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‘I hope the bombs don’t fall where my family are’

Foto: manhhai via flickr

Ukrainian exchange student Yurii Dobrytsia follows the news about the war in his country every day for around sixteen hours – and often deep into the night. He is studying in the Netherlands for one semester, taking the International Entrepreneurship minor at Avans in Breda. “I’m trying to focus on my studies but it isn’t easy.”

Yurii comes from Kharkiv, a large city in the east of Ukraine, close to the border with Russia. His family has fled the city but many of his friends are still there. “They can’t get away because of the intense artillery fire,” Yurii says. “It’s too dangerous to drive a car.”

He keeps in touch with friends and acquaintances via social media and messaging apps. “Most of them still have internet access, even though the Russians are doing everything they can to destroy the telecommunication systems. Some regions can no longer be reached.” He hears from others how the people who have no internet are getting on.

Middle of the night
His days consist mainly of keeping up with the news and maintaining contact with his family and friends in Ukraine. “Sometimes I wake up in the middle of the night to see if there’s any news. I can’t help it, even though I’m really tired. As well as the shelling there are bombardments from ships and planes, with heavy bombs. Some are the size of a car. I just hope they don’t fall where my family and friends are.”

Social media are his main window on the events in his country. Friends who are still in cities that are under fire share videos. He hears people screaming, sees bodies that have been ripped apart. “Those things are happening on streets where I used to hang out with my friends.”

He is trying to help them from the Netherlands, by collecting money for example. “It’s safe here but I can’t do much more than that. I feel helpless because my family isn’t here. But what could I do over there? What could I do against bombs? There’s no man-to-man fight. I could volunteer to guard the border. That’s something I’m thinking about, though I have mixed feelings.”

What strikes him about the Netherlands is that many people seem to underestimate the war in Ukraine. “So many people have already died – civilians and soldiers – and so many cities are being damaged. It’s happening on a large scale and it’s really extreme. I’m sorry to say it, but people here are very ignorant.”

“I would like people to understand what’s going on and to take action, because Ukraine needs help,” Yurii says. People in the Netherlands can donate money to official bodies, for the army or for humanitarian purposes. Clothing, medicine and toiletries are needed as well. They have to be transported to Ukraine via Poland. “Everything we can collect is worth it.”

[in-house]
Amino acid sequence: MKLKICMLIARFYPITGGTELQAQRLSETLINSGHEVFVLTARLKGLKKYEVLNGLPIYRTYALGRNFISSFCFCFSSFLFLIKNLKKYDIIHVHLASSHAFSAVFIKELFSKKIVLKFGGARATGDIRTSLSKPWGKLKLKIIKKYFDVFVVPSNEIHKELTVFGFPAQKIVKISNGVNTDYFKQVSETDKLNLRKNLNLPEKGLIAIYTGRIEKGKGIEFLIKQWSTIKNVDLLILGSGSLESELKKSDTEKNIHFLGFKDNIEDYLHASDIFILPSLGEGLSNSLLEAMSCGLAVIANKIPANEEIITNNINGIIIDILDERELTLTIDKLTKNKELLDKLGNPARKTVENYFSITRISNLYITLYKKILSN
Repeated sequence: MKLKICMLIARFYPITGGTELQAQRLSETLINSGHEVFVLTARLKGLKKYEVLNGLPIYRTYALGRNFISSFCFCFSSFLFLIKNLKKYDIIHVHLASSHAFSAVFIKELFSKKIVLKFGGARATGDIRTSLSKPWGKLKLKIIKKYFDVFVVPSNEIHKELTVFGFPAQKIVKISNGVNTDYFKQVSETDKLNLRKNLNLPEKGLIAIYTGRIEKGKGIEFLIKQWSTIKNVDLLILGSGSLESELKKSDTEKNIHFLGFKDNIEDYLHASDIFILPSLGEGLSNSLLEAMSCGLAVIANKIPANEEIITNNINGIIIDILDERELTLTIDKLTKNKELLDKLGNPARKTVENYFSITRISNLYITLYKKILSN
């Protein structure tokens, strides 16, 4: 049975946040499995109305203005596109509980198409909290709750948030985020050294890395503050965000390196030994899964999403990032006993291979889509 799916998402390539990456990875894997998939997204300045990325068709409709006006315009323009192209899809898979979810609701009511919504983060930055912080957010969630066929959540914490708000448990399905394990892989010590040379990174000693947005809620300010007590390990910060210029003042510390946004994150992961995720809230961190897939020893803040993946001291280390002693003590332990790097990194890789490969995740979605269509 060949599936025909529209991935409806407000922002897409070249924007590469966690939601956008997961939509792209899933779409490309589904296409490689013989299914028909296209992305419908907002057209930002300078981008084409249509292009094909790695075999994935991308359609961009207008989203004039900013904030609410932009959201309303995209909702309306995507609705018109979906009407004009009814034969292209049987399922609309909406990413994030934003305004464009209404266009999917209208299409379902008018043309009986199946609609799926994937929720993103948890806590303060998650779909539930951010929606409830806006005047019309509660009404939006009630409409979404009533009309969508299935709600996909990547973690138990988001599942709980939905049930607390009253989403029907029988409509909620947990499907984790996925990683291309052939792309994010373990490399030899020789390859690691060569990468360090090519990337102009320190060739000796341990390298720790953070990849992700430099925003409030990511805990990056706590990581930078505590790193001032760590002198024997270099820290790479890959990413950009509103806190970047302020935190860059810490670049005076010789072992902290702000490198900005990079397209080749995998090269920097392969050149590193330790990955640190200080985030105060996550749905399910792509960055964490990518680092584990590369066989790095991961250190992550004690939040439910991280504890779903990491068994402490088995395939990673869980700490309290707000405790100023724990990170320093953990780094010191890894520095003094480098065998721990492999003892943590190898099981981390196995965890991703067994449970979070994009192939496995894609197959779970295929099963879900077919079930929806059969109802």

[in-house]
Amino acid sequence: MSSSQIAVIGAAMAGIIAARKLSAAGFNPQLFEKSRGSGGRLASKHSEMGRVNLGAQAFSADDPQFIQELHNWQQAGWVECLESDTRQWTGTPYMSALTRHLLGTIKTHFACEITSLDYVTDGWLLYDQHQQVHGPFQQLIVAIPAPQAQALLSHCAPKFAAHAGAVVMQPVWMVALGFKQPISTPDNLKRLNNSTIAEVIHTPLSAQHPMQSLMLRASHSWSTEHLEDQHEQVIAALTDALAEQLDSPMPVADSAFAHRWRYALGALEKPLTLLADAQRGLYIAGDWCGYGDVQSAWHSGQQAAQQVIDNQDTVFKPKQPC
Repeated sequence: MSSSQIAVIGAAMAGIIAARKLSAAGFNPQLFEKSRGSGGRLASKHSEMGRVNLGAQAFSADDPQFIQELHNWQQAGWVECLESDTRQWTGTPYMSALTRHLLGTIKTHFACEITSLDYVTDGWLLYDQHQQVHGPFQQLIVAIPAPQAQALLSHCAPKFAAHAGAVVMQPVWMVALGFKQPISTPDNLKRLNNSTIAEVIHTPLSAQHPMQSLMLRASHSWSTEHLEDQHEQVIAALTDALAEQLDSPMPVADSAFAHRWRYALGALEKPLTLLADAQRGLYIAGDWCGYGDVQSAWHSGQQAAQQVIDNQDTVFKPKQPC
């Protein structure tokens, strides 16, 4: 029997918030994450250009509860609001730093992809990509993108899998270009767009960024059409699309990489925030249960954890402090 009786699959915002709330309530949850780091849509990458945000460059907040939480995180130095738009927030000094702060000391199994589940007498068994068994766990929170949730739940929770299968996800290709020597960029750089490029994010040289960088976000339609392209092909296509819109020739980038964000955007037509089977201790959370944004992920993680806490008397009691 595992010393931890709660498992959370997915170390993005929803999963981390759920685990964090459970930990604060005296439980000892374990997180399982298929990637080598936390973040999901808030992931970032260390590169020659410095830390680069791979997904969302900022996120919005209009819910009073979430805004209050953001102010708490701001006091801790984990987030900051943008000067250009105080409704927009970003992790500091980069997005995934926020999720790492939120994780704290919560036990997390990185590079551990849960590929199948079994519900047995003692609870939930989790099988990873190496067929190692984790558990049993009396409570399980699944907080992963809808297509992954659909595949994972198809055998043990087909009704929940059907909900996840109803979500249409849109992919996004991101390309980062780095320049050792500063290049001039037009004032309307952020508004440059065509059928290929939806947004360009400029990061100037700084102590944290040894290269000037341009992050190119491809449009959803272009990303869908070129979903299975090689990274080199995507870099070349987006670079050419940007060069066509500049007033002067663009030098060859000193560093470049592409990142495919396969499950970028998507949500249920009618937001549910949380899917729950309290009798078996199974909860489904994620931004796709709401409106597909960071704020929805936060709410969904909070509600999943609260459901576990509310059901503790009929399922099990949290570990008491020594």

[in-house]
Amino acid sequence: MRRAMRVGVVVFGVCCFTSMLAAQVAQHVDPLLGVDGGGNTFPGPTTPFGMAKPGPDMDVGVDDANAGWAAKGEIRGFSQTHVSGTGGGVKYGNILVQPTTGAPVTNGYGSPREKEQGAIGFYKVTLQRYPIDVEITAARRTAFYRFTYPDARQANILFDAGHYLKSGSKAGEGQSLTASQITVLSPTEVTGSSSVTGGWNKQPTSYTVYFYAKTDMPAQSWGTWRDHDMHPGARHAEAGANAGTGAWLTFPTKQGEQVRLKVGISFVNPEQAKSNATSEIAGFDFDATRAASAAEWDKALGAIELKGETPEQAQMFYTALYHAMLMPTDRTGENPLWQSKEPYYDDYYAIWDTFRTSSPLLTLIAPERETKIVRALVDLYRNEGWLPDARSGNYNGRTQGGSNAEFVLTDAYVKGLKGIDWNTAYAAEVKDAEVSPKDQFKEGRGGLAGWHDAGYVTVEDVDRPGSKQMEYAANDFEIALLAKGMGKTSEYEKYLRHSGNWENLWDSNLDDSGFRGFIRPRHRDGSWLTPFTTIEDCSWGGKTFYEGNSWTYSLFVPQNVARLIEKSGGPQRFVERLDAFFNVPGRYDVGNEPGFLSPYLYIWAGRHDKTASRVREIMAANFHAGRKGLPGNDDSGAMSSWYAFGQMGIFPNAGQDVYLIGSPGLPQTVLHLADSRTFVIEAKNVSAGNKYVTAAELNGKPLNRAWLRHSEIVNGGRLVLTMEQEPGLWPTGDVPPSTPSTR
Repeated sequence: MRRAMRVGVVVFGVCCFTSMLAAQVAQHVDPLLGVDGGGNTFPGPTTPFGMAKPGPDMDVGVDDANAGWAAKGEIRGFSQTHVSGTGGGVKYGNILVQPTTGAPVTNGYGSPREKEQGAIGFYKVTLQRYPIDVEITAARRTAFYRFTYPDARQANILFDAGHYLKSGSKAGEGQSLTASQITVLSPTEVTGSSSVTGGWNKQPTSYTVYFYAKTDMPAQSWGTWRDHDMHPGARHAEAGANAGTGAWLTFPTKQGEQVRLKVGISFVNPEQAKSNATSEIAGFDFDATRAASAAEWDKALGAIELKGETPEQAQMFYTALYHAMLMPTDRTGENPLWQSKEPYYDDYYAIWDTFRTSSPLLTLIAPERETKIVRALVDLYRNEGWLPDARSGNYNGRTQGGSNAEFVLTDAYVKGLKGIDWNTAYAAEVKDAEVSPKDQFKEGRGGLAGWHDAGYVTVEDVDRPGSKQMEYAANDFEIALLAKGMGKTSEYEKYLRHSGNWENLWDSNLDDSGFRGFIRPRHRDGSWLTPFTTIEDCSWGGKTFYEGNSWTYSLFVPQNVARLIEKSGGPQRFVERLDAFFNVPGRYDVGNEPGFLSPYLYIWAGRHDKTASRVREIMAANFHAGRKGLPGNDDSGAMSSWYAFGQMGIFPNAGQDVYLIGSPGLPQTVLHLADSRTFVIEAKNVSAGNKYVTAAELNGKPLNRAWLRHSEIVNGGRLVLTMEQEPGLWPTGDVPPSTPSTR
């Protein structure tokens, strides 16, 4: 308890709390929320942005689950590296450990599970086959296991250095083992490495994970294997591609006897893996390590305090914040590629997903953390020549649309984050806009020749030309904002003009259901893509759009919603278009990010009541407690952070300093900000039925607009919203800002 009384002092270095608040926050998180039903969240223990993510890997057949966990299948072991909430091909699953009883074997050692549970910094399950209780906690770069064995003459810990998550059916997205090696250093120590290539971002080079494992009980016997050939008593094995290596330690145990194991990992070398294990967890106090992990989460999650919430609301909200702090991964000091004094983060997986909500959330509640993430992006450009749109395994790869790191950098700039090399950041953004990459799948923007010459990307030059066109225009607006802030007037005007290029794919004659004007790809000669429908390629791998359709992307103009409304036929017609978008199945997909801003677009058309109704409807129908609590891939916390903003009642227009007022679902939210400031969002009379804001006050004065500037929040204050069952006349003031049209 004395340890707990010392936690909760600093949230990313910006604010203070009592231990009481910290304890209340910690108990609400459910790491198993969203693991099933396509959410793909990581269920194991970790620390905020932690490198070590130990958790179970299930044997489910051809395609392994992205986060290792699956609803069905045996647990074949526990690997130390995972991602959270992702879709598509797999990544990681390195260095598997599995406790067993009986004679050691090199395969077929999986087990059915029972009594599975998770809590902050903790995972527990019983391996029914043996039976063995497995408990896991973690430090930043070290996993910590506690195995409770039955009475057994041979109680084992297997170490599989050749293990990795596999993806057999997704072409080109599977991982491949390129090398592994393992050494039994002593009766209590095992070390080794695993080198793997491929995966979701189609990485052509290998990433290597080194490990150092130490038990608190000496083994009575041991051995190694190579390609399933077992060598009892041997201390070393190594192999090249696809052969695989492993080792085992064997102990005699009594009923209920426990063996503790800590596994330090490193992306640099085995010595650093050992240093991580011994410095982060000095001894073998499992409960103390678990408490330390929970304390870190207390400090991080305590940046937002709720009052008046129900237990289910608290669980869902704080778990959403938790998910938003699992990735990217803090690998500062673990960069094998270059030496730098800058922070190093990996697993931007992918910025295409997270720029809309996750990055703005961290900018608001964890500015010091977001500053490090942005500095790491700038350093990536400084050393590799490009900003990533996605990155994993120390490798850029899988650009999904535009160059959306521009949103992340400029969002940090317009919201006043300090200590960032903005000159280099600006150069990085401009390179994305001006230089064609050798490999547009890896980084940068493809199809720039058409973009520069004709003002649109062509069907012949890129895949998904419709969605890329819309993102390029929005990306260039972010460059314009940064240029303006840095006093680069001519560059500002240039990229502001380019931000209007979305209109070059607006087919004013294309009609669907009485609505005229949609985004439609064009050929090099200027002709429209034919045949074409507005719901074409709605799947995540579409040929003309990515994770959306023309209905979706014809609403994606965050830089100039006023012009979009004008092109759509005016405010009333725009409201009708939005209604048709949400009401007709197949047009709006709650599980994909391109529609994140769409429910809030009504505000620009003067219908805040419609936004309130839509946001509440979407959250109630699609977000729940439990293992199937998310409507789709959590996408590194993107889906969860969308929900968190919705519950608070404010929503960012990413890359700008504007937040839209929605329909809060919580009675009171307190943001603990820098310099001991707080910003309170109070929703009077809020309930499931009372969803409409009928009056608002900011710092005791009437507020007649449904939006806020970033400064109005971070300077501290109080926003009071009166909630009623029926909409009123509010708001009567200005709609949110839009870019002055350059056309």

People who support Yurii and want to help Ukraine give him the feeling that he is not alone. “That support lets me know that we are doing the right thing, that our country has the right values. And it gives people the strength and motivation to fight back against the Russian army’s attacks.”

Yurii is absolutely sure: people have to act now, or it will be too late. “The war has only just begun. It’s day fifteen. The attack by Russia was not expected. People have been living in shelters for almost two weeks now. They are trapped, they have nowhere to go. They have nothing to eat, they’re surviving on bread and water. Babies are being born in shelters. Above their heads, in the local neighbourhoods, people are fighting. Aircraft are crashing into houses.”

Nobody in Ukraine supports the Russian government; the population is united as never before, Yurii tells us. They don’t want to be under Russian control. “There used to be people who did not support Ukraine’s pro-Western stance, who tended towards Russia. But when war broke out, those people felt betrayed. They see Russian, Belarussian and Chechen soldiers murdering their friends, shooting children and driving tanks over cars. Needless to say, that support has vanished completely. Ukrainians feel pure hatred flowing through their veins. Fear has changed into anger and hate. And that will probably continue for generations.”

“People realise now how evil and cruel the Russians are,” Yurii says. “I have seen videos of children being shot. Thanks to state propaganda, many people in Russia genuinely believe they are helping us. And many Russians support Putin. After all, he has been in power since 1999. I also know they are not getting proper information. All non-Russian websites, such as YouTube and Twitter, have been blocked. People who used to have access to truthful information no longer have it. Older Russians only have TV, which only broadcasts outright lies. The Russians want it to look like they are doing good. I speak Russian, so I don’t need a translation. I have broken all ties I had with Russians, even with family members in Russia and Belarus. It’s a real pity, but I had no choice.”

“The Russians want to overthrow the government and then withdraw their troops,” Yurii explains. “We won’t stand for that. We don’t want to be under Russian control. We love our president. He was democratically elected. Most Ukrainians support him and the government.”

Asked whether his family want to flee the country, Yurii can’t give a simple answer. “We want the war to stop. If it carries on, more people will die and more cities will be destroyed. If that happens, then starting a new life somewhere else is an option. But we would have to leave everything behind, our houses and all our possessions. Of course we don’t want that; we want to live in peace in Ukraine.”

Do you want to donate to an organization in Ukraine? Yurii suggests The Come Back Alive Foundation

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